Friday, July 5, 2013

one run for boston

This past Sunday evening, I was had the opportunity to participate in the One Run for Boston - a non-stop running relay that started in Los Angeles and ended at the finish line of the Boston Marathon. It took 23 days to make it's way from coast to coast, with some individuals flying to different states to fill empty legs of the relay in order to keep it going. People (including myself) obsessively watched the GPS tracker as Miles (the baton) made his way home to Boston.

selfie in the t station. hawt.
The plan was for Miles and approximately 650 runners to leave Newton at 7:00pm on Sunday. When I woke up that day, I saw that the relay was about five hours behind schedule. Ugh, great. It also didn't help that I had managed to come down with a chest cold between waking up and going to bed on Saturday. I did considering bailing on the relay. Running at midnight. In humidity. And rain. While sick? Not exactly my idea of a good time. But Jeremy helped me talk it out and I decided that this was a once in a lifetime experience that I did not want to miss. At around 8:00pm, I parked my car near the finish line, hopped on the green line and met up with some of my fellow Boston LUNA Chix before making the walk over to Newton City Hall.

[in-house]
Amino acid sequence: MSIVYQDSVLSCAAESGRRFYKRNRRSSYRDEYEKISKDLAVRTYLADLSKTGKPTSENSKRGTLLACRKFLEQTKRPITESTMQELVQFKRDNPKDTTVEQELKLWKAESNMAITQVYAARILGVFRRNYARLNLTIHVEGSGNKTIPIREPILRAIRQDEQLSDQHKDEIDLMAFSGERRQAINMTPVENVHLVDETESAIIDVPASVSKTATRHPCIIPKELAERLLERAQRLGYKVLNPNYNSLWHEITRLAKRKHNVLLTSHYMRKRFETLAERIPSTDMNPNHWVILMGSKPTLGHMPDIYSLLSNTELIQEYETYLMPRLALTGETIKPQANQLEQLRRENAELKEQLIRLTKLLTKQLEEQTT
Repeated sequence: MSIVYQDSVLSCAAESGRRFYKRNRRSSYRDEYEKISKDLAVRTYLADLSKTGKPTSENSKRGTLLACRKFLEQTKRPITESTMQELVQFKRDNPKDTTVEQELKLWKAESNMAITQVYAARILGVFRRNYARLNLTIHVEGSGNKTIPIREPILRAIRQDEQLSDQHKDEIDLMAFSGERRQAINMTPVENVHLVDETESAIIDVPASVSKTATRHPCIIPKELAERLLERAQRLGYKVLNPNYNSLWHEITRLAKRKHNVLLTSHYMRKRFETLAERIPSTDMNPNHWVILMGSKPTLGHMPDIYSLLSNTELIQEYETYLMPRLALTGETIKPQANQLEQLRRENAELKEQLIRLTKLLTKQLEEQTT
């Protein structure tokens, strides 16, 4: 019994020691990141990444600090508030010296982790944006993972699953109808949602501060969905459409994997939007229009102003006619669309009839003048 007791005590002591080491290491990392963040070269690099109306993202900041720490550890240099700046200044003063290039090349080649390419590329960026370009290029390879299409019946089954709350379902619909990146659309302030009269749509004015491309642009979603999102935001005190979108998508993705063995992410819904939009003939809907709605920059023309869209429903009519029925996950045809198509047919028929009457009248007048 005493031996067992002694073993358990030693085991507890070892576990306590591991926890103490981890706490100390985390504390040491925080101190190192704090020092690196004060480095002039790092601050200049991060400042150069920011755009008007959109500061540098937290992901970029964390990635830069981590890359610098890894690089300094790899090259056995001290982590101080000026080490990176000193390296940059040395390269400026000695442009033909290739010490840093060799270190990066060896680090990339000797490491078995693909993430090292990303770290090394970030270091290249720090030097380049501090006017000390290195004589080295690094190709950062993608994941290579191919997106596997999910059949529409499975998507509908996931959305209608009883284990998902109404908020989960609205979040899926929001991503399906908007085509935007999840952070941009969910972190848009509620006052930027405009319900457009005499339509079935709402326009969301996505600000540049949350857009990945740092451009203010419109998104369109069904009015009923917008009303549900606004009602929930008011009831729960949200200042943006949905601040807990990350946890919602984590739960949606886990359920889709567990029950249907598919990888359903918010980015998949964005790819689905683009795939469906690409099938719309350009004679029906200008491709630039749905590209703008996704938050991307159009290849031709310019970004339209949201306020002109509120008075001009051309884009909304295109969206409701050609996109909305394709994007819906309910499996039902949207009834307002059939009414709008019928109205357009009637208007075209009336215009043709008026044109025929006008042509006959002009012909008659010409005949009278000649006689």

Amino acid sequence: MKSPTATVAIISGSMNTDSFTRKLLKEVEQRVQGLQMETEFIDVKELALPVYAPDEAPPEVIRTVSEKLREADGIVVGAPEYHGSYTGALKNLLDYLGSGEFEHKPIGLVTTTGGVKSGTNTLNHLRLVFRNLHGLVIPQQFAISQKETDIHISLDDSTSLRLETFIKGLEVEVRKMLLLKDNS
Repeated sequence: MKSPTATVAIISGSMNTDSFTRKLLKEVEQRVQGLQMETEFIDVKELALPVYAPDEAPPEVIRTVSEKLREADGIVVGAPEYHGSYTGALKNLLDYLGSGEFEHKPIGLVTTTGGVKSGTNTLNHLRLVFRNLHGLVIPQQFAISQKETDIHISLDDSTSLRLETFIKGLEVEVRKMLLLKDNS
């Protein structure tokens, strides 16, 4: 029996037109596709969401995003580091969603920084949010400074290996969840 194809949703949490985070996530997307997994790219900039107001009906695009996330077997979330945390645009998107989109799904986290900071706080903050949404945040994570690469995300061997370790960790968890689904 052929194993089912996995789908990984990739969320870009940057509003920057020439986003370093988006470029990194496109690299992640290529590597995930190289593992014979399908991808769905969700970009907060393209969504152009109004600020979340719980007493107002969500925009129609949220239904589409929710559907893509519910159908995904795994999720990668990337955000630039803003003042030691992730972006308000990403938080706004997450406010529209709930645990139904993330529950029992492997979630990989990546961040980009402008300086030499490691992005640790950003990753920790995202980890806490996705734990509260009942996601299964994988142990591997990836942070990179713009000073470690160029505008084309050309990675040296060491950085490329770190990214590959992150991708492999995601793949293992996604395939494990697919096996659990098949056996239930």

When the runners and the baton made it's way to city hall the mood was.. exuberant. We cheered, we clapped, we all took a million pictures and before I knew it we were on our way to Boston. After the excitement of the start had started to fade, I began to feel pretty sorry for myself. It was midnight, humid and raining. Not to mention that my chest and throat were hurting and my stomach is apparently not a fan of night running on a full day's worth of food. Lisa (one of my amazing LUNA Chix team members), who always seems to be bursting with positivity and energy, helped me to get out of my head, and helped loosen up my tight knee. While everyone was going at their own pace, it was amazing to see how supportive and kind the runners were to one another. When someone slowed to walk, you'd hear the chorus of "are you okay? do you need anything?". The running community is so supportive, but there was definitely something special in the air that night. 


My body started to relax around mile 4, which coincided with striking up a conversation (ie distracting myself) with a woman named Jackie. She from Jersey, and I from New York, we talked about what it was like to live through September 11th, and how that added to the impact of the Boston Marathon Bombings. She pointed to the spot where she'd been spectating on April 15 and I talked about how jarring it was to be away in West Virginia when the city seemed to be breaking apart. Crossing the finish line was an emotional experience for me. I guess that's not at all surprising considering what the city, and the running community, has been through. Those who finished first stood in the rain, at 1am on a Sunday, to bring in the other runners. I can't say that I've ever seen anything quite like it, and I'm not sure I ever will again. 


I woke up on Monday exhausted and sick as a dog, but I don't regret my decision to run the relay. Not one single bit. I was right when I said this would be a once in a lifetime experience. It reaffirmed my love for my Boston LUNA Chix, for the running community, and of course for Boston. I love that dirty water. Oh Boston, you're my home. 

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